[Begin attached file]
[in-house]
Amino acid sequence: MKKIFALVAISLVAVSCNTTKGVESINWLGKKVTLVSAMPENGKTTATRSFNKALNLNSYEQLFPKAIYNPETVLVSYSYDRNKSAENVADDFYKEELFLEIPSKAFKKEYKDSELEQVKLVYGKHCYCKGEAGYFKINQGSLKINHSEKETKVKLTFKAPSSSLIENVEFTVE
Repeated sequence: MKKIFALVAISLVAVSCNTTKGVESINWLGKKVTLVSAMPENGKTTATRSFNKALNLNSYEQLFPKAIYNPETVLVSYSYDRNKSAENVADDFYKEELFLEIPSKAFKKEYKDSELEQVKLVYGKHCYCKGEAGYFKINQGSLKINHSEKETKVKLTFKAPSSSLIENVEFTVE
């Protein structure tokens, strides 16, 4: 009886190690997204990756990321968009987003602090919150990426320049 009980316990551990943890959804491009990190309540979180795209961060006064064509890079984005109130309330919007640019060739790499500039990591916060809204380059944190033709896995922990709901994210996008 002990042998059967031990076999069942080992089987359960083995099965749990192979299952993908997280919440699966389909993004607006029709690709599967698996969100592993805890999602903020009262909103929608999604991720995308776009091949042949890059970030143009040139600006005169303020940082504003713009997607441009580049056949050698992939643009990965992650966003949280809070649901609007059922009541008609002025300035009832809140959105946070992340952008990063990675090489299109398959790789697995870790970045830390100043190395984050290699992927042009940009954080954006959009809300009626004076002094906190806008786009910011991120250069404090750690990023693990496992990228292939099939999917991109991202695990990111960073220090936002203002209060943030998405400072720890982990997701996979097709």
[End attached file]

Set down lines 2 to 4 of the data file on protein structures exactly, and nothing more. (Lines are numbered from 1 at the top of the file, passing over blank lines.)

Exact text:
Amino acid sequence: MKKIFALVAISLVAVSCNTTKGVESINWLGKKVTLVSAMPENGKTTATRSFNKALNLNSYEQLFPKAIYNPETVLVSYSYDRNKSAENVADDFYKEELFLEIPSKAFKKEYKDSELEQVKLVYGKHCYCKGEAGYFKINQGSLKINHSEKETKVKLTFKAPSSSLIENVEFTVE
Repeated sequence: MKKIFALVAISLVAVSCNTTKGVESINWLGKKVTLVSAMPENGKTTATRSFNKALNLNSYEQLFPKAIYNPETVLVSYSYDRNKSAENVADDFYKEELFLEIPSKAFKKEYKDSELEQVKLVYGKHCYCKGEAGYFKINQGSLKINHSEKETKVKLTFKAPSSSLIENVEFTVE
């Protein structure tokens, strides 16, 4: 009886190690997204990756990321968009987003602090919150990426320049 009980316990551990943890959804491009990190309540979180795209961060006064064509890079984005109130309330919007640019060739790499500039990591916060809204380059944190033709896995922990709901994210996008 002990042998059967031990076999069942080992089987359960083995099965749990192979299952993908997280919440699966389909993004607006029709690709599967698996969100592993805890999602903020009262909103929608999604991720995308776009091949042949890059970030143009040139600006005169303020940082504003713009997607441009580049056949050698992939643009990965992650966003949280809070649901609007059922009541008609002025300035009832809140959105946070992340952008990063990675090489299109398959790789697995870790970045830390100043190395984050290699992927042009940009954080954006959009809300009626004076002094906190806008786009910011991120250069404090750690990023693990496992990228292939099939999917991109991202695990990111960073220090936002203002209060943030998405400072720890982990997701996979097709």